[H]owever unlimited the power of the court may seem, it is far from being wholly arbitrary; but its discretion is regulated by law. For the bill of rights has particularly declared, that excessive fines ought not to be imposed, nor cruel and unusual punishments inflicted . . .
from the Eighth Amendment of the US Constitution
I have always loved the sound of the phrase “cruel and unusual punishment.” Sonically, you get all four of the basic metrical feet in four words, a trochee, an anapest, an iamb, and a dactyl, in that order. Plus the delicious elongation of the long U sounds of cruel and unusual, not mention the internal rhyme of “un” and “pun.”
Mr. Tom Waits, would you please indulge us with a recitation?
Something so horrid shouldn’t sound so enticing.
To me, it’s amazing that some state approved punishments aren’t considered cruel and unusual. Take death by the electric chair, for example.
For execution by the electric chair, the person is usually shaved and strapped to a chair with belts that cross his chest, groin, legs, and arms. A metal skullcap-shaped electrode is attached to the scalp and forehead over a sponge moistened with saline. The sponge must not be too wet or the saline short-circuits the electric current, and not too dry, as it would then have a very high resistance. An additional electrode is moistened with conductive jelly (Electro-Creme) and attached to a portion of the prisoner’s leg that has been shaved to reduce resistance to electricity. The prisoner is then blindfolded. (Hillman, 1992 and Weisberg, 1991) After the execution team has withdrawn to the observation room, the warden signals the executioner, who pulls a handle to connect the power supply. A jolt of between 500 and 2000 volts, which lasts for about 30 seconds, is given. The current surges and is then turned off, at which time the body is seen to relax. The doctors wait a few seconds for the body to cool down and then check to see if the inmate’s heart is still beating. If it is, another jolt is applied. This process continues until the prisoner is dead. (Wikipedia).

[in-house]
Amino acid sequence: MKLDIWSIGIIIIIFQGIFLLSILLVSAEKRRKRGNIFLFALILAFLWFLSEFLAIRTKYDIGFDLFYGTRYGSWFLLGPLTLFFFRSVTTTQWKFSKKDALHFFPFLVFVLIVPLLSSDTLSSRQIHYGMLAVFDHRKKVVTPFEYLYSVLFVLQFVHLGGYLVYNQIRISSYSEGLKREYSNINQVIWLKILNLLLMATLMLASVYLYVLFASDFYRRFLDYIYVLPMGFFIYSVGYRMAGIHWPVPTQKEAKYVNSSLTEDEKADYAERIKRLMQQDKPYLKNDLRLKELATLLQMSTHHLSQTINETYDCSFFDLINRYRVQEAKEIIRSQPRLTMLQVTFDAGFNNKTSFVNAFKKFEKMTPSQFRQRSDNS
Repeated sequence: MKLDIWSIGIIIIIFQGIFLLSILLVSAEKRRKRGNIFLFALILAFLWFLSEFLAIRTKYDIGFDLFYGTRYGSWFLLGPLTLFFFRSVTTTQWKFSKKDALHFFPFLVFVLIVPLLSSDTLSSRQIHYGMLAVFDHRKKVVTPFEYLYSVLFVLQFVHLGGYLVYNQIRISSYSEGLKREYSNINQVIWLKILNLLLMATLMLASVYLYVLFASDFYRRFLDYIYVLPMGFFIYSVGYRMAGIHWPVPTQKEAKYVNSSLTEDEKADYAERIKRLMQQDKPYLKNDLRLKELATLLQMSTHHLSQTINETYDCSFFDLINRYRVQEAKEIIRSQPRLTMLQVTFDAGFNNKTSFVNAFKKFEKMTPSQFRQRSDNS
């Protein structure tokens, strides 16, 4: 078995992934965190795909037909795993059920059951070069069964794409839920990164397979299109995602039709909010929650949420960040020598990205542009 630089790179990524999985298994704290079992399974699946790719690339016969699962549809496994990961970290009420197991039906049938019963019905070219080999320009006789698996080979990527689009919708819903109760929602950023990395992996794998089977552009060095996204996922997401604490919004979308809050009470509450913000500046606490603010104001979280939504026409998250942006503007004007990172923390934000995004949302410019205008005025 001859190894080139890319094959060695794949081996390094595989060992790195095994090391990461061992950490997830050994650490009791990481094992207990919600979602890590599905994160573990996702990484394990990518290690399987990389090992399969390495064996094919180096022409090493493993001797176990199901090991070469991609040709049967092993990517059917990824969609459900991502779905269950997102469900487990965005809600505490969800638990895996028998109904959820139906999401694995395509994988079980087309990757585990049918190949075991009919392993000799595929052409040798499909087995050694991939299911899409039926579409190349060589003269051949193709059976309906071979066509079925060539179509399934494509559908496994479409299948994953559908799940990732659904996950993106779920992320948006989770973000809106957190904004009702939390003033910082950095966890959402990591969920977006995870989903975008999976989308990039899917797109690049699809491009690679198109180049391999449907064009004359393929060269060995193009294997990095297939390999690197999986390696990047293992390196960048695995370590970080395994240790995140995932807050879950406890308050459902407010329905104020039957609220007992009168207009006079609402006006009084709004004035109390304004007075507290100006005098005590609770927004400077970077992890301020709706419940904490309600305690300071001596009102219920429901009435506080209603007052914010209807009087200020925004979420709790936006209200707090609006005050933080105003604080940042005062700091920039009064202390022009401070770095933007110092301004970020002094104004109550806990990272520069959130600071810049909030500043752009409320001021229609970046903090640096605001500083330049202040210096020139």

Here’s a link to a more thorough explanation via video.
Although only 9 of the 45 executed in the US in the last 15 years have gone to the electric chair, it is still used, and, therefore, not all that “unusual.” The rest of the state-sponsored offings were rendered via lethal injection, but now that drug companies are balking at providing lethal drugs, the good ol’ electric chair might make a comeback.
To me a truly cruel and unusual punishment would be something like this, not lethal, more like an “enhanced timeout.”
Let’s say some miscreant has mocked someone with a physical disability.
You strap him into an electric chair, inject him with an amphetamine, and force him to watch ten consecutive episodes of Little House on the Prairie.
I guarantee you he’ll never do it again. In fact, he might prefer the actual electric chair and its 2000 volts.